Peru’s Sacred Valley – Lessons in the Little Things in Life
My first impression of Cusco, Peru was the vibrancy of color underneath partly cloudy skies. Coca tea leaves being handed out in the airport and a man holding a big, white sign with my name scrawled across it in black letters followed closely behind. I always saw that person at Los Angeles International Airport. Shyly waving their hand in a stranger’s direction like, “That’s me!” Well, I experienced it in all its minute glory for the first time in Cusco. It really is the little things in life.
The man was my airport transfer to my two-night stay in what is historically the capital of the Inca Empire and now a designated UNESCO World Heritage Site. He spoke very little English and proceeded to use Google translate on his phone the entire ride from Cusco International Airport to Hotel Monasterio San Pedro. I spoke enough Spanish to carry on our conversation. I found his effort to communicate with me so endearing and certainly unexpected, though. Again, the little things.
He navigated through crowded, narrow, cobblestone streets, one hand on the wheel and the other holding his Smartphone. I figured he was used to this when normally, this would frighten me. I likened it to a Midwest relative visiting me in Southern California. Not being accustomed to the aggressive driving that is necessary in Los Angeles, he or she may experience fear.
As my driver questioned my motives for traveling solo in his homeland, I marveled at the culture and the stunning, stormy skies. At one point, the car came to a halt. A procession of colorfully dressed men, women, and children paraded through the streets. Chanting in Quechua, some in red masks, many wearing straw hats, passersby snapped quick photos hyperaware of the impending showers. Quickly rolling down my window, I took my first photo of my week-long South American trip. This photo would become my absolute favorite out of the hundred or so later. This may have something to do with the fact that I was unable to take pictures on my Smartphone for an important leg of the trip, however, I love this photo for so many reasons.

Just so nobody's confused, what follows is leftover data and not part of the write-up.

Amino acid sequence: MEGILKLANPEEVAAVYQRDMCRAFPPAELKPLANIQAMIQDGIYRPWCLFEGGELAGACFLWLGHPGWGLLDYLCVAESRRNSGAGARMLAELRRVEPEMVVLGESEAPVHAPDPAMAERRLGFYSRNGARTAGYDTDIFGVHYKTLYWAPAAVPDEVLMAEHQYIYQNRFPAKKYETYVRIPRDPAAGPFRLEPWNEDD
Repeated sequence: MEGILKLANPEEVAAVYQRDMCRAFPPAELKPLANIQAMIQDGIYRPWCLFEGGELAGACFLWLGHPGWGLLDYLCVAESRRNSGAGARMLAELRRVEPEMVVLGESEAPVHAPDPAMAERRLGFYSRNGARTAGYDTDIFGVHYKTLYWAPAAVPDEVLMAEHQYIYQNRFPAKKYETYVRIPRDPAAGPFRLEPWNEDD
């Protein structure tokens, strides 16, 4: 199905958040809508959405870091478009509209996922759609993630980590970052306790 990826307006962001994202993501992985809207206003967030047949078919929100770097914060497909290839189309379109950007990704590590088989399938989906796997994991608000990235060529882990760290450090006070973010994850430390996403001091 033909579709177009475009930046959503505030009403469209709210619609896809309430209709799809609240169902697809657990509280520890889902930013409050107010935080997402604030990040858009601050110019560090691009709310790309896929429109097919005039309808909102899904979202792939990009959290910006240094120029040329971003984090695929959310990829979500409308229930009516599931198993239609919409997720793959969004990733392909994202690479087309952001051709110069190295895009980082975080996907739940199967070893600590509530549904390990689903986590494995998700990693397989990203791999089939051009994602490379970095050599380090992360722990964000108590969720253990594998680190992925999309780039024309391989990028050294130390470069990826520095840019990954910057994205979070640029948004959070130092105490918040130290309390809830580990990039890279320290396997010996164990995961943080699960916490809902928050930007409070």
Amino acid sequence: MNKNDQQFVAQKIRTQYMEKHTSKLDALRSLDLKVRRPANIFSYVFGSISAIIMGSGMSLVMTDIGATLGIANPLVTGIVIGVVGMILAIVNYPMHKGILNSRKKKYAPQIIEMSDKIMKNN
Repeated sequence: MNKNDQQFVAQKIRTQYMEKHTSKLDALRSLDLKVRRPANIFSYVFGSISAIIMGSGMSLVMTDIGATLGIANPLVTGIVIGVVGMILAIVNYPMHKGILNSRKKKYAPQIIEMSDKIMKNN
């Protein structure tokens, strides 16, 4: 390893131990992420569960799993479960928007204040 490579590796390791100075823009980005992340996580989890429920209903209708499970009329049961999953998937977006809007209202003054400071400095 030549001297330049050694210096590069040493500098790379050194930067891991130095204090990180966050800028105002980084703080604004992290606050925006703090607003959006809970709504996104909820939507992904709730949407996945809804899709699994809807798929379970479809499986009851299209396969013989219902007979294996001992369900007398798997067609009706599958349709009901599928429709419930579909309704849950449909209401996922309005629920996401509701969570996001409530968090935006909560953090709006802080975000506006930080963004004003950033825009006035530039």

I am by no means a professional photographer but I am a creative person. Photography is one of my favorite mediums. There’s something so incredible in the art of being able to capture a moment forever with the click of a button. In my haste, I seized an ancient holiday tradition being carried out by the beautiful people of Cusco, Peru in a single second. It wasn’t until later posting on Instagram, the first photo from my solo travels, I would notice the inadvertent composition, the stark contrasts that made for such a memorable photograph.
The Little Things in Life sometimes come in the Form of a Good Cry and Coca Tea
Upon arrival to my hotel, I bid thank you to my driver, who graciously offered his card and services for future use. I was greeted with a hot cup of my first taste of coca tea, which quickly became a mainstay of my trip. Between altitude sickness, flu, and consistent traveling, coca tea was a lifesaver even if it was a placebo. I attest that it was not a mere placebo, though!
On December 25th, 2016, I wrote in my journal:
It hailed and poured as soon as I got to my hotel room. I then took a hot shower and napped for a couple of hours…absolutely exhausted from all the travel and elevation.
I came back to my hotel room from my birthday dinner and I had a good cry – the loneliness is heavy and I know it’s serving a purpose…I’m getting by. I was the only person dining solo at Christmas dinner and I know some people took notice. It reminded me of my mama wondering how I could dine solo that made me miss her dearly. Not that I ever stop missing her.
I never heard from my brother today, so that really let me down…So much has just been developing and I’m taking it as it comes. The right people are in my life at the right time. There’s so much more to talk about. From all the stray dogs to the young boys playing fútbol in La Plaza de Armas to the women/men aggressively selling their goods throughout the town. It’s such a different culture…It’s time for me to go to bed.
“The loneliness is heavy and I know it’s serving a purpose.”
Fully Rested and Ready for Day Two of Peru
I awoke the following day, fully rested. Day one had proved to be all about the little things in life. Eager for the unknown, I set out on day two’s adventures in Cusco. Coca tea in hand, I briskly walked up Avenida el Sol with an open mind and an open, pounding heart.